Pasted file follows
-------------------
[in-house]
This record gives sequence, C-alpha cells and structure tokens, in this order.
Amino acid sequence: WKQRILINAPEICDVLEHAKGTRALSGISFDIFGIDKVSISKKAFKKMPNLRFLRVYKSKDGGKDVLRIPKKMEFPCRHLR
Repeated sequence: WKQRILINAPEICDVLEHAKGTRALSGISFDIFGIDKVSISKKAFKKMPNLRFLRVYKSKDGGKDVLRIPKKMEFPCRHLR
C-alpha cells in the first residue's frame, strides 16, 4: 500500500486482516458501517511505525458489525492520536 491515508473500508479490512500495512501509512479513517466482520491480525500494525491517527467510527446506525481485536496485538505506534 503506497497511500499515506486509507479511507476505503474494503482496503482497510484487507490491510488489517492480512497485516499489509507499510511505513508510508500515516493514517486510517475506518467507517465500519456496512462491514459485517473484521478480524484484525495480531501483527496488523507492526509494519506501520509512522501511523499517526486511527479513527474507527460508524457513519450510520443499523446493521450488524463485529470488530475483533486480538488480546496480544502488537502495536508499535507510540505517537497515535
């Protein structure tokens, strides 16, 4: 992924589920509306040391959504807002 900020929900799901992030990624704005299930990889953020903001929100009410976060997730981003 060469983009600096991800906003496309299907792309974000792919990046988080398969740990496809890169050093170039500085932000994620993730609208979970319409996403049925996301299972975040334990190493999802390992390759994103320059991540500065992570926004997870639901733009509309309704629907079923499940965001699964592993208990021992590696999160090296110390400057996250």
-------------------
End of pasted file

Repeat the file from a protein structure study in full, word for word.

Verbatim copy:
[in-house]
This record gives sequence, C-alpha cells and structure tokens, in this order.
Amino acid sequence: WKQRILINAPEICDVLEHAKGTRALSGISFDIFGIDKVSISKKAFKKMPNLRFLRVYKSKDGGKDVLRIPKKMEFPCRHLR
Repeated sequence: WKQRILINAPEICDVLEHAKGTRALSGISFDIFGIDKVSISKKAFKKMPNLRFLRVYKSKDGGKDVLRIPKKMEFPCRHLR
C-alpha cells in the first residue's frame, strides 16, 4: 500500500486482516458501517511505525458489525492520536 491515508473500508479490512500495512501509512479513517466482520491480525500494525491517527467510527446506525481485536496485538505506534 503506497497511500499515506486509507479511507476505503474494503482496503482497510484487507490491510488489517492480512497485516499489509507499510511505513508510508500515516493514517486510517475506518467507517465500519456496512462491514459485517473484521478480524484484525495480531501483527496488523507492526509494519506501520509512522501511523499517526486511527479513527474507527460508524457513519450510520443499523446493521450488524463485529470488530475483533486480538488480546496480544502488537502495536508499535507510540505517537497515535
């Protein structure tokens, strides 16, 4: 992924589920509306040391959504807002 900020929900799901992030990624704005299930990889953020903001929100009410976060997730981003 060469983009600096991800906003496309299907792309974000792919990046988080398969740990496809890169050093170039500085932000994620993730609208979970319409996403049925996301299972975040334990190493999802390992390759994103320059991540500065992570926004997870639901733009509309309704629907079923499940965001699964592993208990021992590696999160090296110390400057996250």